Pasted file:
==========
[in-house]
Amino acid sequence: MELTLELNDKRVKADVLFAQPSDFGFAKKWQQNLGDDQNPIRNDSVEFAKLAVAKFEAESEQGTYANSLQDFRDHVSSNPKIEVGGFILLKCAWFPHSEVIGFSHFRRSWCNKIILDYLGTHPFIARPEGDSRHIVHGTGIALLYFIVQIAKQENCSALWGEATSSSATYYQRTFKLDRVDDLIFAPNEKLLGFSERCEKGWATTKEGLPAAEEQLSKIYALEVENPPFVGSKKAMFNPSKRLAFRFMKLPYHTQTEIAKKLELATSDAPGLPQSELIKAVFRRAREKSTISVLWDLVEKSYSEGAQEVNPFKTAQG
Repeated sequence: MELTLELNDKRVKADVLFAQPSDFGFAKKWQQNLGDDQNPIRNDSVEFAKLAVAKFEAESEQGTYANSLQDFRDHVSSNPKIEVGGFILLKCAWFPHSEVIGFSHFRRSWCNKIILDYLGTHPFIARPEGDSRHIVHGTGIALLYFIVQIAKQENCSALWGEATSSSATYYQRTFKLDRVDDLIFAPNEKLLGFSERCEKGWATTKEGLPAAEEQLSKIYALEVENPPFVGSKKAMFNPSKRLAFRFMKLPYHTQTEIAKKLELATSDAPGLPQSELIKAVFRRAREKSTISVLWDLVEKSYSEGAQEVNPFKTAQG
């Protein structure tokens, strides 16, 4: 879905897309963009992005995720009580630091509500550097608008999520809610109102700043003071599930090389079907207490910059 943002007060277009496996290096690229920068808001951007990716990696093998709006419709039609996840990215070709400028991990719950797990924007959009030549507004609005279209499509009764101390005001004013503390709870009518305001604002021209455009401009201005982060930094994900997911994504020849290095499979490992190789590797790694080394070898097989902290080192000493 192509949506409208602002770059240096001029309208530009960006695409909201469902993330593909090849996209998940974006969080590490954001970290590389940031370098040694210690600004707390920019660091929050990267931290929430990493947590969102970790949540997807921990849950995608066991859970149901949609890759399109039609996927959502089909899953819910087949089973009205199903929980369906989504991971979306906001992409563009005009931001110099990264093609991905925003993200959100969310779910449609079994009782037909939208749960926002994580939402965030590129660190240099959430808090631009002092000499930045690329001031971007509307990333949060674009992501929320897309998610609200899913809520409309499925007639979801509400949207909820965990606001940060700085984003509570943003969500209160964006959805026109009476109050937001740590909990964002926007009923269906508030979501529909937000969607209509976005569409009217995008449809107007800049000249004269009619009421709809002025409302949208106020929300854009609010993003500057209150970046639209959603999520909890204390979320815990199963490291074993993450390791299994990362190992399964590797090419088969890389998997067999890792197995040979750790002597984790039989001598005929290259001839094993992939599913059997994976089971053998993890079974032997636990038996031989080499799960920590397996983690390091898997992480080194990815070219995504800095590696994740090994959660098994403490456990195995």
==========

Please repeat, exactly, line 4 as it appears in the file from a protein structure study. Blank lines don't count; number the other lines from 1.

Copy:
């Protein structure tokens, strides 16, 4: 879905897309963009992005995720009580630091509500550097608008999520809610109102700043003071599930090389079907207490910059 943002007060277009496996290096690229920068808001951007990716990696093998709006419709039609996840990215070709400028991990719950797990924007959009030549507004609005279209499509009764101390005001004013503390709870009518305001604002021209455009401009201005982060930094994900997911994504020849290095499979490992190789590797790694080394070898097989902290080192000493 192509949506409208602002770059240096001029309208530009960006695409909201469902993330593909090849996209998940974006969080590490954001970290590389940031370098040694210690600004707390920019660091929050990267931290929430990493947590969102970790949540997807921990849950995608066991859970149901949609890759399109039609996927959502089909899953819910087949089973009205199903929980369906989504991971979306906001992409563009005009931001110099990264093609991905925003993200959100969310779910449609079994009782037909939208749960926002994580939402965030590129660190240099959430808090631009002092000499930045690329001031971007509307990333949060674009992501929320897309998610609200899913809520409309499925007639979801509400949207909820965990606001940060700085984003509570943003969500209160964006959805026109009476109050937001740590909990964002926007009923269906508030979501529909937000969607209509976005569409009217995008449809107007800049000249004269009619009421709809002025409302949208106020929300854009609010993003500057209150970046639209959603999520909890204390979320815990199963490291074993993450390791299994990362190992399964590797090419088969890389998997067999890792197995040979750790002597984790039989001598005929290259001839094993992939599913059997994976089971053998993890079974032997636990038996031989080499799960920590397996983690390091898997992480080194990815070219995504800095590696994740090994959660098994403490456990195995």